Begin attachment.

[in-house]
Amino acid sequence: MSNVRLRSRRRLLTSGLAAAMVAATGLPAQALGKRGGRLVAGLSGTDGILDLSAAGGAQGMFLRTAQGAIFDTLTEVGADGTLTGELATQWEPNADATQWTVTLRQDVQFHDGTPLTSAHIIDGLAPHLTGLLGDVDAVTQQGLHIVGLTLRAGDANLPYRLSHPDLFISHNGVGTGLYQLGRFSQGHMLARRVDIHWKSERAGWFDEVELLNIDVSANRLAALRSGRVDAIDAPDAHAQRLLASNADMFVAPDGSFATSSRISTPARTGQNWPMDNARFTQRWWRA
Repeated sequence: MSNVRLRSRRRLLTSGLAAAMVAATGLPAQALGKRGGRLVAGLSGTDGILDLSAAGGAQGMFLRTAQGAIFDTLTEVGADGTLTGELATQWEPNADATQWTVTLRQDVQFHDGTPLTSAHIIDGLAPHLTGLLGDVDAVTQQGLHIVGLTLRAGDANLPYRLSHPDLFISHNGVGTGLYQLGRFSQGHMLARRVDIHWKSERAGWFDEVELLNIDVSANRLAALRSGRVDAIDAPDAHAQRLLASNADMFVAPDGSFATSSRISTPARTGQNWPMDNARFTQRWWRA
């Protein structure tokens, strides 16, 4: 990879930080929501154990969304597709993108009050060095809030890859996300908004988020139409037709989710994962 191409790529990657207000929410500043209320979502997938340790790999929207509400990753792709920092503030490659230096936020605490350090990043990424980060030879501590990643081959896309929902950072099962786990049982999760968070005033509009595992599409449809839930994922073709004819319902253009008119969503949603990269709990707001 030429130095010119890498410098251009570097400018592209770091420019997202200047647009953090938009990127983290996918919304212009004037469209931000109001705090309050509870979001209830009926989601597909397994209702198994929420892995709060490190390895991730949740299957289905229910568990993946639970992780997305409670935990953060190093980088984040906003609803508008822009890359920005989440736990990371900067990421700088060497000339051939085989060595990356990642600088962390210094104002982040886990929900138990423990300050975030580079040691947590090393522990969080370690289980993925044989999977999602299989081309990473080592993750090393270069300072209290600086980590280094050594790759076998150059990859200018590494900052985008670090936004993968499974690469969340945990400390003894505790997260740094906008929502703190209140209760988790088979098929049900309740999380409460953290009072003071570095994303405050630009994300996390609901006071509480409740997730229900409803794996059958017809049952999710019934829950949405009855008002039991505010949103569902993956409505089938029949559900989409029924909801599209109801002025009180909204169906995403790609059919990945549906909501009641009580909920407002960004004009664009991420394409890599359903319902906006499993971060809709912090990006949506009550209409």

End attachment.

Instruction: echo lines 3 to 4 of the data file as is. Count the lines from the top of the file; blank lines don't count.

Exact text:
Repeated sequence: MSNVRLRSRRRLLTSGLAAAMVAATGLPAQALGKRGGRLVAGLSGTDGILDLSAAGGAQGMFLRTAQGAIFDTLTEVGADGTLTGELATQWEPNADATQWTVTLRQDVQFHDGTPLTSAHIIDGLAPHLTGLLGDVDAVTQQGLHIVGLTLRAGDANLPYRLSHPDLFISHNGVGTGLYQLGRFSQGHMLARRVDIHWKSERAGWFDEVELLNIDVSANRLAALRSGRVDAIDAPDAHAQRLLASNADMFVAPDGSFATSSRISTPARTGQNWPMDNARFTQRWWRA
């Protein structure tokens, strides 16, 4: 990879930080929501154990969304597709993108009050060095809030890859996300908004988020139409037709989710994962 191409790529990657207000929410500043209320979502997938340790790999929207509400990753792709920092503030490659230096936020605490350090990043990424980060030879501590990643081959896309929902950072099962786990049982999760968070005033509009595992599409449809839930994922073709004819319902253009008119969503949603990269709990707001 030429130095010119890498410098251009570097400018592209770091420019997202200047647009953090938009990127983290996918919304212009004037469209931000109001705090309050509870979001209830009926989601597909397994209702198994929420892995709060490190390895991730949740299957289905229910568990993946639970992780997305409670935990953060190093980088984040906003609803508008822009890359920005989440736990990371900067990421700088060497000339051939085989060595990356990642600088962390210094104002982040886990929900138990423990300050975030580079040691947590090393522990969080370690289980993925044989999977999602299989081309990473080592993750090393270069300072209290600086980590280094050594790759076998150059990859200018590494900052985008670090936004993968499974690469969340945990400390003894505790997260740094906008929502703190209140209760988790088979098929049900309740999380409460953290009072003071570095994303405050630009994300996390609901006071509480409740997730229900409803794996059958017809049952999710019934829950949405009855008002039991505010949103569902993956409505089938029949559900989409029924909801599209109801002025009180909204169906995403790609059919990945549906909501009641009580909920407002960004004009664009991420394409890599359903319902906006499993971060809709912090990006949506009550209409």